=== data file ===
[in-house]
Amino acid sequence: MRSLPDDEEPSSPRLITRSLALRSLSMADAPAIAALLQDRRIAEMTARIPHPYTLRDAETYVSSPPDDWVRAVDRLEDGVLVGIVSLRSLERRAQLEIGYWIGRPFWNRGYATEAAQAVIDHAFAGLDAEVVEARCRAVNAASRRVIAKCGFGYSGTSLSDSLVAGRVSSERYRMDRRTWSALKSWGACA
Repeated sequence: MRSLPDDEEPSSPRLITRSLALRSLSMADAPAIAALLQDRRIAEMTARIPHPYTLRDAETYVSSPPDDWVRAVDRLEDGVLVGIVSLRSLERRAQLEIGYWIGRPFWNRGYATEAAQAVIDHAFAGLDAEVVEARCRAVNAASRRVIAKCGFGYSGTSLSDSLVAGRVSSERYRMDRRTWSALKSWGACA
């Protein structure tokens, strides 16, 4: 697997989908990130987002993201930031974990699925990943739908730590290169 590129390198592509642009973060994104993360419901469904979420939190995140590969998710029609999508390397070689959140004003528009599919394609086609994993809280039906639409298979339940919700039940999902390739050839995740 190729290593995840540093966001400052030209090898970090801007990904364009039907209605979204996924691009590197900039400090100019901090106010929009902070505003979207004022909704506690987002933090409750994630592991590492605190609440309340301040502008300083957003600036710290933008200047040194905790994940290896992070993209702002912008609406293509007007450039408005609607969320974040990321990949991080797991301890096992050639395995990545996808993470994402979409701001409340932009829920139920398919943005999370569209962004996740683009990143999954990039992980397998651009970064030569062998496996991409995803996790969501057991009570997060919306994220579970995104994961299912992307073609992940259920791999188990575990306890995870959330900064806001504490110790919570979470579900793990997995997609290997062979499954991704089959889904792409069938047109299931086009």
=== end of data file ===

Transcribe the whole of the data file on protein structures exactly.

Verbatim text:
[in-house]
Amino acid sequence: MRSLPDDEEPSSPRLITRSLALRSLSMADAPAIAALLQDRRIAEMTARIPHPYTLRDAETYVSSPPDDWVRAVDRLEDGVLVGIVSLRSLERRAQLEIGYWIGRPFWNRGYATEAAQAVIDHAFAGLDAEVVEARCRAVNAASRRVIAKCGFGYSGTSLSDSLVAGRVSSERYRMDRRTWSALKSWGACA
Repeated sequence: MRSLPDDEEPSSPRLITRSLALRSLSMADAPAIAALLQDRRIAEMTARIPHPYTLRDAETYVSSPPDDWVRAVDRLEDGVLVGIVSLRSLERRAQLEIGYWIGRPFWNRGYATEAAQAVIDHAFAGLDAEVVEARCRAVNAASRRVIAKCGFGYSGTSLSDSLVAGRVSSERYRMDRRTWSALKSWGACA
């Protein structure tokens, strides 16, 4: 697997989908990130987002993201930031974990699925990943739908730590290169 590129390198592509642009973060994104993360419901469904979420939190995140590969998710029609999508390397070689959140004003528009599919394609086609994993809280039906639409298979339940919700039940999902390739050839995740 190729290593995840540093966001400052030209090898970090801007990904364009039907209605979204996924691009590197900039400090100019901090106010929009902070505003979207004022909704506690987002933090409750994630592991590492605190609440309340301040502008300083957003600036710290933008200047040194905790994940290896992070993209702002912008609406293509007007450039408005609607969320974040990321990949991080797991301890096992050639395995990545996808993470994402979409701001409340932009829920139920398919943005999370569209962004996740683009990143999954990039992980397998651009970064030569062998496996991409995803996790969501057991009570997060919306994220579970995104994961299912992307073609992940259920791999188990575990306890995870959330900064806001504490110790919570979470579900793990997995997609290997062979499954991704089959889904792409069938047109299931086009």